On a related note, PyTorch is doing an amazing job of exposing more of the torch tracing system and its IR and graphs, not to mention their work on recent fusers and TorchDynamo. In this context, I was doing a small test to re-implement Shine, but using ATen ops for tensors and realized that there were not many educative tutorials on how to use LLVM to JIT PyTorch graphs, so this is a quick series (if time helps there will be more following posts) on how to use LLVM (python bindings) to go from PyTorch graphs (as traced by torch.fx) to LLVM IR and native code.

Detour – PyTorch NNC (Neural Net Compiler)

PyTorch itself also has a compiler that uses LLVM to generate native code for subgraphs that the fuser identifies. This is also called NNC (Neural Net Compiler) or Tensor Expressions (TE) as well, you can read more about them here in the C++ API tutorial. One thing to note though is that default binaries you get from PyTorch do not come linked to the LLVM libraries, so you need to compile it by yourself and enable LLVM backend, otherwise it won’t use LLVM to do the JIT compilation/optimization of the subgraphs. Let’s take a look at it first before starting our tutorial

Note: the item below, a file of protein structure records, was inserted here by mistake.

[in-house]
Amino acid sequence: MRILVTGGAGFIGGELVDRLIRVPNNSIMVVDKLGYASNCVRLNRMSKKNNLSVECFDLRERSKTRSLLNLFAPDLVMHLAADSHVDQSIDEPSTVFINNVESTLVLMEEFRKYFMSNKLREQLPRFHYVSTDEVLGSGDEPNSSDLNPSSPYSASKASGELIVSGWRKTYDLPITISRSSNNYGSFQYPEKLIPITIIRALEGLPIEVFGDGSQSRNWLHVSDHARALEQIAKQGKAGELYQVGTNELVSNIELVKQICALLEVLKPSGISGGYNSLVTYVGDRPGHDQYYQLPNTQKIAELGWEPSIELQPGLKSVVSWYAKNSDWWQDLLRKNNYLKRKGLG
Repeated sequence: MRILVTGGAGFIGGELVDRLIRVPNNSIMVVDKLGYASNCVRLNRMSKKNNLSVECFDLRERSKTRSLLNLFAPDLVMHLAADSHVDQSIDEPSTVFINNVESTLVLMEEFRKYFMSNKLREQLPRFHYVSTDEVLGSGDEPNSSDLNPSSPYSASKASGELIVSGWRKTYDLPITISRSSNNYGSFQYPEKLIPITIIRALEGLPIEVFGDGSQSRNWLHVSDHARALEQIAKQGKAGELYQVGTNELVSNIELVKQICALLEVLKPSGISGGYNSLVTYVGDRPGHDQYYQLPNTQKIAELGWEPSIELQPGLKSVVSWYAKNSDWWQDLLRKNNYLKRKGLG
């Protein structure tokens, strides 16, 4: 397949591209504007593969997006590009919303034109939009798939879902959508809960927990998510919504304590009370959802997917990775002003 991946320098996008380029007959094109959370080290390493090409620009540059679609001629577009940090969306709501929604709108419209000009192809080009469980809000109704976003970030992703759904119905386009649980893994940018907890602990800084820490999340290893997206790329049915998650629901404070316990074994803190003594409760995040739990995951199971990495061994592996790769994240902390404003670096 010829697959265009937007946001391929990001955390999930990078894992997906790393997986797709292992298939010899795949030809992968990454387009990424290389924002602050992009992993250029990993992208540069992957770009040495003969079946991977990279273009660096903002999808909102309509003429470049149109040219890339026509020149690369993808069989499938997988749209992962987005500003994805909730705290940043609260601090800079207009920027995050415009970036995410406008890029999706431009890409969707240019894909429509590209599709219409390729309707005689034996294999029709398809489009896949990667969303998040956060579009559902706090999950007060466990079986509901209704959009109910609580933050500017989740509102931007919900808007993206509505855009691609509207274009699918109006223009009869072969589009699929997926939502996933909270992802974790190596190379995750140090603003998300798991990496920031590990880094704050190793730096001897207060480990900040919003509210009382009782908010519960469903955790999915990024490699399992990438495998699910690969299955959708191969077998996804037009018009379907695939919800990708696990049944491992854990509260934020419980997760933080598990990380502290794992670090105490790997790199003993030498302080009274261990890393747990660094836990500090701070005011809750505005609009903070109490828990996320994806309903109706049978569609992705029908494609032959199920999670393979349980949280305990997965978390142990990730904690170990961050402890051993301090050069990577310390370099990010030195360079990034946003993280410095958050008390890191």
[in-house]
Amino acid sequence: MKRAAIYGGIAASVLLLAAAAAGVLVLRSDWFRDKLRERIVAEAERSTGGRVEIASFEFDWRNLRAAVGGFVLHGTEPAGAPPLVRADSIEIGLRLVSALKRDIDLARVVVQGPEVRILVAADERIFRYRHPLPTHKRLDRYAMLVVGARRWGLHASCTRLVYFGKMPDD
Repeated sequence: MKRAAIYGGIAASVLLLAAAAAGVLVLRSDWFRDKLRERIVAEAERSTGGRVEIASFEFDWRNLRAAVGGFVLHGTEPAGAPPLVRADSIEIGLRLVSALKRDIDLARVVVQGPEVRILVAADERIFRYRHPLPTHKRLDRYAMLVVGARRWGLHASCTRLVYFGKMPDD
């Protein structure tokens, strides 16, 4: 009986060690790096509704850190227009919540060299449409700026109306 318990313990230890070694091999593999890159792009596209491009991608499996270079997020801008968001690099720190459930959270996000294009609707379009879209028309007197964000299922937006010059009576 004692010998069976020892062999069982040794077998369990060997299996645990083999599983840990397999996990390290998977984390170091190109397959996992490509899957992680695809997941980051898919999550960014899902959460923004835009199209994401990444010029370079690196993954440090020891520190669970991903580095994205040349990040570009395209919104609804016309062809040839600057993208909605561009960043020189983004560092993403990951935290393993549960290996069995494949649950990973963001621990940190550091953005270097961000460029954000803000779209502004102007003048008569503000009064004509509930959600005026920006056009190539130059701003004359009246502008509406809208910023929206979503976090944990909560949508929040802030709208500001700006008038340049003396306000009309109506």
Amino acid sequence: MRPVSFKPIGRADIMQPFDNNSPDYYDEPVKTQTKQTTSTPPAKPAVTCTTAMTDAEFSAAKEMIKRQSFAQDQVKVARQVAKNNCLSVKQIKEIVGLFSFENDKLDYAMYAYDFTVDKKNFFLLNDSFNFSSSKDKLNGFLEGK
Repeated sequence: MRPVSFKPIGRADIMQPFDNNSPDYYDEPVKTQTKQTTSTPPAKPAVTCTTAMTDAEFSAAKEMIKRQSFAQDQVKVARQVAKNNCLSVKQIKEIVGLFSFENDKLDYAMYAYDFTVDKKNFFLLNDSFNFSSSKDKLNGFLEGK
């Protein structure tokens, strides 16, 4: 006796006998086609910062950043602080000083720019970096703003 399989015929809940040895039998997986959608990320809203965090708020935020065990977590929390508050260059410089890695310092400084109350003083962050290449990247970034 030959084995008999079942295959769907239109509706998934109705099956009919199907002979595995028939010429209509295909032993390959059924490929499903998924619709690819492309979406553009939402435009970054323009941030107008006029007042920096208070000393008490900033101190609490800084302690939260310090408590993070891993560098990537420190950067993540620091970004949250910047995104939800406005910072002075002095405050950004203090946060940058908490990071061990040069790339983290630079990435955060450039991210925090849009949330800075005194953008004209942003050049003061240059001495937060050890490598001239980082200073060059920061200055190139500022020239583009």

Arduino WAN, Helium network and cryptographic co-processor

I was recently interested in the intersection of Machine Learning and RF and I was taking a look into LoRa modulation, which is based on Chirp Spread Spectrum (CSS), and ended up getting to know more about the Helium network. I still think that the most stupid piece of technology behind crypto mining is spending GPU/CPU/ASIC cycles to do proof-of-work (PoW), but in the Helium network, they did something quite interesting, which was to switch to something useful such as the proof-of-coverage instead of generating heat and burning energy. Therefore we can say that the miners are doing something useful by providing radio coverage, instead of purely generating heat.



Talk: Gradient-based optimization for Deep Learning

This weekend I gave a talk at the Machine Learning Porto Alegre Meetup about optimization methods for Deep Learning. In this material you will find an overview of first-order methods, second-order methods and some approximations of second-order methods as well about the natural gradient descent and approximations to it. I took some long nights to prepare this material, so I hope you like it! You can download the PDF of the slides by clicking on the top-right menu.

– Christian S. Perone